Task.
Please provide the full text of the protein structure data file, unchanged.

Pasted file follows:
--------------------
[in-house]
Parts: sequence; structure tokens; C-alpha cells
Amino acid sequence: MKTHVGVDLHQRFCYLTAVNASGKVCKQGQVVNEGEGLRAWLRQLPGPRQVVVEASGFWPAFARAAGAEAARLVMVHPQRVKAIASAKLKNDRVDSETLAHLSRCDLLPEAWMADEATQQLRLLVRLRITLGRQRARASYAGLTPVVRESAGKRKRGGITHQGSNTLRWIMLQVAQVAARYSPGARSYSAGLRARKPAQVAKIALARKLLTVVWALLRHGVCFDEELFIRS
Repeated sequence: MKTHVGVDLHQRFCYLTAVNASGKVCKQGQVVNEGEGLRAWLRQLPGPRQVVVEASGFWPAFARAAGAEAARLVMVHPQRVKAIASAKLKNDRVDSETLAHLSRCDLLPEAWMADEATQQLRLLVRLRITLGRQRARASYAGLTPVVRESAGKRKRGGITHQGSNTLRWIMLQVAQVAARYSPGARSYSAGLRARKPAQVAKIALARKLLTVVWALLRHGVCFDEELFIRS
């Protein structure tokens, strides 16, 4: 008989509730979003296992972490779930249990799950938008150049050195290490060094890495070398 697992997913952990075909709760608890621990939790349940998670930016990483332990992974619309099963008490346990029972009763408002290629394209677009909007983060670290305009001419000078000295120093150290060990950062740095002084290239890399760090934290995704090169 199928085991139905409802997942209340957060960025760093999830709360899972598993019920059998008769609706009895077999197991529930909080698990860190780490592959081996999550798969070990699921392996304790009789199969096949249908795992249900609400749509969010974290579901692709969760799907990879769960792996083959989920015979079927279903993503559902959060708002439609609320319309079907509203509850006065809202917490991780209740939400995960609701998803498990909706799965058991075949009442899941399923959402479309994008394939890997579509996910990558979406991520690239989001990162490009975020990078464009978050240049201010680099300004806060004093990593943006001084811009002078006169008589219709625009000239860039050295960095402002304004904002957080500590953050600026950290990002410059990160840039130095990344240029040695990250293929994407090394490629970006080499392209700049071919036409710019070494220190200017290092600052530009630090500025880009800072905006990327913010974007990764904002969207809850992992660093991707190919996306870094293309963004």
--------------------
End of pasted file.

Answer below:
[in-house]
Parts: sequence; structure tokens; C-alpha cells
Amino acid sequence: MKTHVGVDLHQRFCYLTAVNASGKVCKQGQVVNEGEGLRAWLRQLPGPRQVVVEASGFWPAFARAAGAEAARLVMVHPQRVKAIASAKLKNDRVDSETLAHLSRCDLLPEAWMADEATQQLRLLVRLRITLGRQRARASYAGLTPVVRESAGKRKRGGITHQGSNTLRWIMLQVAQVAARYSPGARSYSAGLRARKPAQVAKIALARKLLTVVWALLRHGVCFDEELFIRS
Repeated sequence: MKTHVGVDLHQRFCYLTAVNASGKVCKQGQVVNEGEGLRAWLRQLPGPRQVVVEASGFWPAFARAAGAEAARLVMVHPQRVKAIASAKLKNDRVDSETLAHLSRCDLLPEAWMADEATQQLRLLVRLRITLGRQRARASYAGLTPVVRESAGKRKRGGITHQGSNTLRWIMLQVAQVAARYSPGARSYSAGLRARKPAQVAKIALARKLLTVVWALLRHGVCFDEELFIRS
């Protein structure tokens, strides 16, 4: 008989509730979003296992972490779930249990799950938008150049050195290490060094890495070398 697992997913952990075909709760608890621990939790349940998670930016990483332990992974619309099963008490346990029972009763408002290629394209677009909007983060670290305009001419000078000295120093150290060990950062740095002084290239890399760090934290995704090169 199928085991139905409802997942209340957060960025760093999830709360899972598993019920059998008769609706009895077999197991529930909080698990860190780490592959081996999550798969070990699921392996304790009789199969096949249908795992249900609400749509969010974290579901692709969760799907990879769960792996083959989920015979079927279903993503559902959060708002439609609320319309079907509203509850006065809202917490991780209740939400995960609701998803498990909706799965058991075949009442899941399923959402479309994008394939890997579509996910990558979406991520690239989001990162490009975020990078464009978050240049201010680099300004806060004093990593943006001084811009002078006169008589219709625009000239860039050295960095402002304004904002957080500590953050600026950290990002410059990160840039130095990344240029040695990250293929994407090394490629970006080499392209700049071919036409710019070494220190200017290092600052530009630090500025880009800072905006990327913010974007990764904002969207809850992992660093991707190919996306870094293309963004």